If you’re not intricately involved daily with SEO, let me explain what happened in May 2020 and why it will be a huge boost for content created by physicians.
First, what is SEO? In short, it is the process of optimizing content found online in order to help it be seen by those searching for the information found in that content. It used to be that people would just stuff their poorly written, short, and low-quality blog posts with their keyword, and they would rank for that keyword. Long gone are those days, and it’s a good thing because when it comes to health care and medical content, that kind of content has no place being seen.
The Google update in May, as announced on Twitter by Google, in part, was done to lift up quality medical and health care content over all of the noise. The changes made longer content without keyword stuffing rank higher. Legitimate content that actually answers a searcher’s query and links to high-authority references and is written by experts now has a better chance of ranking well. Though some have nicknamed the update the “pandemic” or “coronavirus update,” in reality, it was a long time coming and was designed to increase something called “E-A-T” – expertise, trust, and authority. What that means is that things like quality of content became more important than the number of times a keyword was stuffed into the content. Whether that content is actually relevant and matches the searcher’s intent became more important as well. Perhaps most importantly, expertise became a very important ranking factor, so articles and content created by legitimate experts began ranking much higher than those just summarizing expert’s content but written by non-experts.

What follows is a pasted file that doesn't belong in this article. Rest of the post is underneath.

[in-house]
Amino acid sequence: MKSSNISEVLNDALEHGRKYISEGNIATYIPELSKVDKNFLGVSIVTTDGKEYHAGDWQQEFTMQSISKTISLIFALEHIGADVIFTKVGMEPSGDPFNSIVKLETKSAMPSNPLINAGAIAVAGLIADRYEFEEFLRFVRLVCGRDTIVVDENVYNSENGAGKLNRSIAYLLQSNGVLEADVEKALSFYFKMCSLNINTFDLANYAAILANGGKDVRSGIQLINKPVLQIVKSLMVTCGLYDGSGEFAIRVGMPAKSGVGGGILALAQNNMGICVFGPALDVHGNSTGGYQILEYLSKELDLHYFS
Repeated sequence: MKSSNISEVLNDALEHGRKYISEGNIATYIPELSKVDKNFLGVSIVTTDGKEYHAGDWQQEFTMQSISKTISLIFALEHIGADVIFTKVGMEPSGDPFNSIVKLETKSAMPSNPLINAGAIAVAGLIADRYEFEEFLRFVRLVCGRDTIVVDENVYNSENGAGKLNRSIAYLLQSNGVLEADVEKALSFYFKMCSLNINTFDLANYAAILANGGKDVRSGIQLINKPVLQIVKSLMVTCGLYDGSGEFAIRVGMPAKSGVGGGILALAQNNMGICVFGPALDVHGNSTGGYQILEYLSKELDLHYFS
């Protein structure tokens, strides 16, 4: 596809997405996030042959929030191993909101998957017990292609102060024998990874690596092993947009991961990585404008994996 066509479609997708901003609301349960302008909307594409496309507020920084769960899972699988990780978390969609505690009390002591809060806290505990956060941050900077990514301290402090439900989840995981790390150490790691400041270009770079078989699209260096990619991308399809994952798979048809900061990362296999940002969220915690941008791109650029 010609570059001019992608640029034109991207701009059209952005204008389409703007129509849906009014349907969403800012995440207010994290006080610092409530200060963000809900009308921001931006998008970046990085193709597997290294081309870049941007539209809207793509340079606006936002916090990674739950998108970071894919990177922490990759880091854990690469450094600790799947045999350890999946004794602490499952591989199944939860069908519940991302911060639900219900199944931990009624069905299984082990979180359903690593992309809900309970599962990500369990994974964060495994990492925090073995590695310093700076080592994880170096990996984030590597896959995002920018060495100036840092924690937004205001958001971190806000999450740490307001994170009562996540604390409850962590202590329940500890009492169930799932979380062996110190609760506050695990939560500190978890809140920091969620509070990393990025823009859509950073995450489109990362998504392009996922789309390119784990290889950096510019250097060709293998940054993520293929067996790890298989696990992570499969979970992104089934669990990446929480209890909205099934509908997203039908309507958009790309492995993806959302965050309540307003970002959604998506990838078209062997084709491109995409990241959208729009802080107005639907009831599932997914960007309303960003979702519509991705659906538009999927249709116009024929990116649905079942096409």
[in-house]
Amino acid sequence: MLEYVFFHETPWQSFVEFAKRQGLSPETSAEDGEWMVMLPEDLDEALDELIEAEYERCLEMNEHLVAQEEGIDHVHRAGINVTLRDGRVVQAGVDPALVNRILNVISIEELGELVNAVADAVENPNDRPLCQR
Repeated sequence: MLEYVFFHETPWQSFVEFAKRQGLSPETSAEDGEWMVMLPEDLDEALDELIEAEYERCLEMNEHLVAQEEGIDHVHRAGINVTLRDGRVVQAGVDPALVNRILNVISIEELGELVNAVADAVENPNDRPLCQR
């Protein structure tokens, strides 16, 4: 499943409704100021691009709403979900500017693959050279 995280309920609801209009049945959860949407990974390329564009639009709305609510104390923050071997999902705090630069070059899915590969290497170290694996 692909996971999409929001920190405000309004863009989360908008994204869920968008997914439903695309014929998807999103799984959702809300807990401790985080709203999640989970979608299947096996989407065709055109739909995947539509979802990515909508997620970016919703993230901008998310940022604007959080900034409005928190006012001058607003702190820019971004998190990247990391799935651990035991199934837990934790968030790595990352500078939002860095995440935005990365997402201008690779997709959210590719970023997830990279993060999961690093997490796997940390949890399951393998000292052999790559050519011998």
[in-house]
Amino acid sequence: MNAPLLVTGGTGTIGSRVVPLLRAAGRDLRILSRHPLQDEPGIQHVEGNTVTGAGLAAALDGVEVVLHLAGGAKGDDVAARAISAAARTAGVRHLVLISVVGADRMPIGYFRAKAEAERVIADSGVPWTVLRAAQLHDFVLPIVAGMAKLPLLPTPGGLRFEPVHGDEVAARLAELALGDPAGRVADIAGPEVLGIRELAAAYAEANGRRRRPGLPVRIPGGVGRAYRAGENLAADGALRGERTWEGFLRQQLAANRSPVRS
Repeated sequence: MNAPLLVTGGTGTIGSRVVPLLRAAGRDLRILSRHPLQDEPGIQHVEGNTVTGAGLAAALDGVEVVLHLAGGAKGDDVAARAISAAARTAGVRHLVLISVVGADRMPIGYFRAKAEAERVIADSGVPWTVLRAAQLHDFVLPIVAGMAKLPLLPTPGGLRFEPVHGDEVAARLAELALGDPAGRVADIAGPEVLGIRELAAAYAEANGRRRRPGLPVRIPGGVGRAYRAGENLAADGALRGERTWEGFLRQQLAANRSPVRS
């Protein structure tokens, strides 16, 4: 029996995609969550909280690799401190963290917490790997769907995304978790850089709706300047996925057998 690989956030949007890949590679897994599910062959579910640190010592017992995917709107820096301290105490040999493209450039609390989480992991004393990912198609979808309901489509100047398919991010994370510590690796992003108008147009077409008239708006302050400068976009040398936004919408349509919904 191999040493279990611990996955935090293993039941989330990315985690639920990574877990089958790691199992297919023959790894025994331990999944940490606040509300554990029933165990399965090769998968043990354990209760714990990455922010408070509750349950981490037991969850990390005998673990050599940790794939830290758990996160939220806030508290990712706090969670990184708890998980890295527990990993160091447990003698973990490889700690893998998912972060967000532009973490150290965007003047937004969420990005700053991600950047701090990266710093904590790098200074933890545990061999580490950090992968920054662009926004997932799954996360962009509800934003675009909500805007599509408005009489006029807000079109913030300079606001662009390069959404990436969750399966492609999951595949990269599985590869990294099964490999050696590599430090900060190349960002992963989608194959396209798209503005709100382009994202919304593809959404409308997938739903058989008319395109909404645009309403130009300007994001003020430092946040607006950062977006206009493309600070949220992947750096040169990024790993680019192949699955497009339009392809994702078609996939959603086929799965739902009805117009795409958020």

A question we get all the time is how does Google know if a piece of content is high quality and written by an expert. Nobody knows for sure, but most experts in the search engine optimization world agree that it is likely a combination of the way the content is written, the quality of links and references in the content, the depth and length of the content, number of images, graphics and videos it contains, and the density of related content on that particular domain. The best quality content also usually gains backlinks (links from other reputable websites back to that piece of content), which further reinforces that it is quality content.
Another thing this update did was to try to improve the match between the information a person is trying to find and the results. This is called “search intent,” and it matters a lot. Take, for example, a person searching “depression” versus “how to get help for depression”: The former is more likely to be looking for general information about the disorder, while the other is more likely to be looking for an actual health care professional for help. If a person searches “incontinence” versus “incontinence pad,” the former would more likely be looking for medical information versus the latter searching for a product to purchase. Google uses this updated natural language processing to not only help determine what the search intent is and provide more relevant results, but it can also accurately determine (most of the time) if the person is trying to find a service, product, or information.